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Stricken Iranian Oil Tanker Sinks in East China Sea

The oil tanker MV Sanchi sank in the East China Sea after “suddenly igniting” around noon Sunday, more than a week after it collided with a cargo ship off Shanghai and caught fire.

All 32 crew members are now confirmed dead.

Some 13 vessels and an Iranian commando unit had been taking part in the salvage operation, amid bad weather,” BBC reports. “The rescue workers retrieved the ship’s black box but had to leave quickly because of the toxic smoke and high temperatures.

The ship was carrying about a million barrels (136,000 tonnes) of ultra-light crude oil condensate. While Chinese officials say there is no “major” oil slick from the vessel, the Washington Post had previously warned the Sanchi would cause a spill three times the size of the 1987 Exxon Valdez disaster if it exploded, sank, and released its entire cargo into the sea.

“Condensate is highly toxic and even more combustible than regular crude oil,” the Post reported last week. “It also is nearly colourless and odorless, which makes it difficult to detect.”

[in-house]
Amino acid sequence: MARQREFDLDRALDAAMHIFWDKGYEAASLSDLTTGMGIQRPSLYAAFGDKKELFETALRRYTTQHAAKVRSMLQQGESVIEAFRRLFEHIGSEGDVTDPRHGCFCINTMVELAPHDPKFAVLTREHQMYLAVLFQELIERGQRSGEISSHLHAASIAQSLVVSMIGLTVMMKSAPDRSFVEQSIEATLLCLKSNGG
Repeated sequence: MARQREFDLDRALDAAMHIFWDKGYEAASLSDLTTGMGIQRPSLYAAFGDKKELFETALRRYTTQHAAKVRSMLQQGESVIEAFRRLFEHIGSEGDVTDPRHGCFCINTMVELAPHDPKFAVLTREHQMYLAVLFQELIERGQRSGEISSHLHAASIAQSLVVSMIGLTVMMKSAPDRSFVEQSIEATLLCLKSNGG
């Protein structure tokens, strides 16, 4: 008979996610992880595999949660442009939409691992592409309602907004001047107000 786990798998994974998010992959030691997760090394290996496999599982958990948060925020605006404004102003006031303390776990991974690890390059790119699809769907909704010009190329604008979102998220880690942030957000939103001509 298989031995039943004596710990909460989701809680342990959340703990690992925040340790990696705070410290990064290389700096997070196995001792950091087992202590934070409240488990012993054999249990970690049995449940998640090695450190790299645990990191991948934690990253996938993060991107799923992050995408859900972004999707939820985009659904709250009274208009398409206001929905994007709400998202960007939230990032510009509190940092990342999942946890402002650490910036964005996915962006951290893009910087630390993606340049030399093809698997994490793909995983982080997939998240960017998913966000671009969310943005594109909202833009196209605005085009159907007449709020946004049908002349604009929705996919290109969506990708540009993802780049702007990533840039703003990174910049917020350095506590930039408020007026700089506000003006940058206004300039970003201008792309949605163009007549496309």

The East China Sea is China’s biggest fishing ground, the paper noted.

2 Comments (Open | Close)

2 Comments To "Stricken Iranian Oil Tanker Sinks in East China Sea"

#1 Comment By David J Wilson On January 16, 2018 @ 2:57 AM

Sank in what depth?

#2 Comment By Mitchell Beer On January 17, 2018 @ 8:47 AM

Great question, David, but there don’t seem to be any references to water depth *anywhere* online that I can see. Are you thinking that it’ll make a difference for the size of the spill, the details of the cleanup attempt, or the impacts on the ecosystem?